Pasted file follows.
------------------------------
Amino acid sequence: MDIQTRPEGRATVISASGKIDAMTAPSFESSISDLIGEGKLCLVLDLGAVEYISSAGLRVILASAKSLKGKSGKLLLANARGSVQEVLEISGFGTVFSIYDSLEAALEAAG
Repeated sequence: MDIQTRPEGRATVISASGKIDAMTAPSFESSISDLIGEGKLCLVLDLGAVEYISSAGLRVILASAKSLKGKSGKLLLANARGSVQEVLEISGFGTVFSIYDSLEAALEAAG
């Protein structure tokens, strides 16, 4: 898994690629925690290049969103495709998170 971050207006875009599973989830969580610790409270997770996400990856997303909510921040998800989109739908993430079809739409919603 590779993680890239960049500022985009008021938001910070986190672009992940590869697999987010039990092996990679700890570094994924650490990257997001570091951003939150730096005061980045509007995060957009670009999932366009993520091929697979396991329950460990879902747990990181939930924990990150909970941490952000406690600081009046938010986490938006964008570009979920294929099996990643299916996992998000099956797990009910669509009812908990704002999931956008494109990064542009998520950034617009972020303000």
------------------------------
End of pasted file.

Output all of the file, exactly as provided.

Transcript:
Amino acid sequence: MDIQTRPEGRATVISASGKIDAMTAPSFESSISDLIGEGKLCLVLDLGAVEYISSAGLRVILASAKSLKGKSGKLLLANARGSVQEVLEISGFGTVFSIYDSLEAALEAAG
Repeated sequence: MDIQTRPEGRATVISASGKIDAMTAPSFESSISDLIGEGKLCLVLDLGAVEYISSAGLRVILASAKSLKGKSGKLLLANARGSVQEVLEISGFGTVFSIYDSLEAALEAAG
């Protein structure tokens, strides 16, 4: 898994690629925690290049969103495709998170 971050207006875009599973989830969580610790409270997770996400990856997303909510921040998800989109739908993430079809739409919603 590779993680890239960049500022985009008021938001910070986190672009992940590869697999987010039990092996990679700890570094994924650490990257997001570091951003939150730096005061980045509007995060957009670009999932366009993520091929697979396991329950460990879902747990990181939930924990990150909970941490952000406690600081009046938010986490938006964008570009979920294929099996990643299916996992998000099956797990009910669509009812908990704002999931956008494109990064542009998520950034617009972020303000």